Aquaculture is fast becoming integral to global food security and, to feed the world’s growing population, it is expected to continue expanding rapidly in the coming years.
However, a new study suggests that in addition to helping meet global fish consumption demands, there is also the potential for the industry to have wider benefits for the marine environment.
The research is among the first to explore the environmental impact of offshore mussel farms and focussed on the largest one in Europe, which deployed its first ropes in Lyme Bay – off the south coast of England – in 2013.
Since then, scientists have used towed and static baited underwater cameras for regular monitoring surveys during which they tested the effects of the farm’s trial installations on the seabed habitat, and the associated species living on it.
They found that in addition to growing on the ropes, mussel shells were first observed on the seabed under the lines after just six months. Larger clumps appeared within the first 18 months after deployment.
Both the size of mussel clumps and the percentage cover of shells under the farm increased over time and this in turn led to increases in the abundance of other species.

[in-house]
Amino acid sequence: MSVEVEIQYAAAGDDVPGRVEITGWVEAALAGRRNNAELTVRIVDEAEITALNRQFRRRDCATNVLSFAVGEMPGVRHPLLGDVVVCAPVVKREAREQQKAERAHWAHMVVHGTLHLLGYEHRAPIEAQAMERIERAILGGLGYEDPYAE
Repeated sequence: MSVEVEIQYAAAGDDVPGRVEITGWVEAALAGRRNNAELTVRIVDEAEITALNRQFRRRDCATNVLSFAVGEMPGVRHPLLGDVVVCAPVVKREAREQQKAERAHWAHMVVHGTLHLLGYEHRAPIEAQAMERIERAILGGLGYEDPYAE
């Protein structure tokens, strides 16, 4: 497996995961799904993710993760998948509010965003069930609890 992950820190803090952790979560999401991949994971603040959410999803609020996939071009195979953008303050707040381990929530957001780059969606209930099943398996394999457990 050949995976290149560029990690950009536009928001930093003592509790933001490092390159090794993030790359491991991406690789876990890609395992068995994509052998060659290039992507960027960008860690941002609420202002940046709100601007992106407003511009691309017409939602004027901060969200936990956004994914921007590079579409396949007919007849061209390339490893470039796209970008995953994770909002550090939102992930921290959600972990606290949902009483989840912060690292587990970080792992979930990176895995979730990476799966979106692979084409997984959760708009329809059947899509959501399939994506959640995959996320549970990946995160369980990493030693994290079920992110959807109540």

For example, the number of Atlantic horse mackerel (Trachurus trachurus) around the farm increased by more than 300% in the space of four years compared to in other areas of Lyme Bay.
There were also marked increases in the number of European lobster (Homarus gammarus) and edible crab (Cancer pagurus), both species that are commercially important in Lyme bay but were not expected to be found in this area as it is highly degraded from years of bottom towed fishing.
The study, published in the Aquaculture, Fish and Fisheries journal, was led by a team of researchers and PhD candidates from the University of Plymouth’s School of Biological and Marine Sciences.
The study is part of the Offshore Mussel Farm Ecology project, which is funded by Offshore Shellfish Ltd, however no-one from the company is involved in the project’s design or analysis.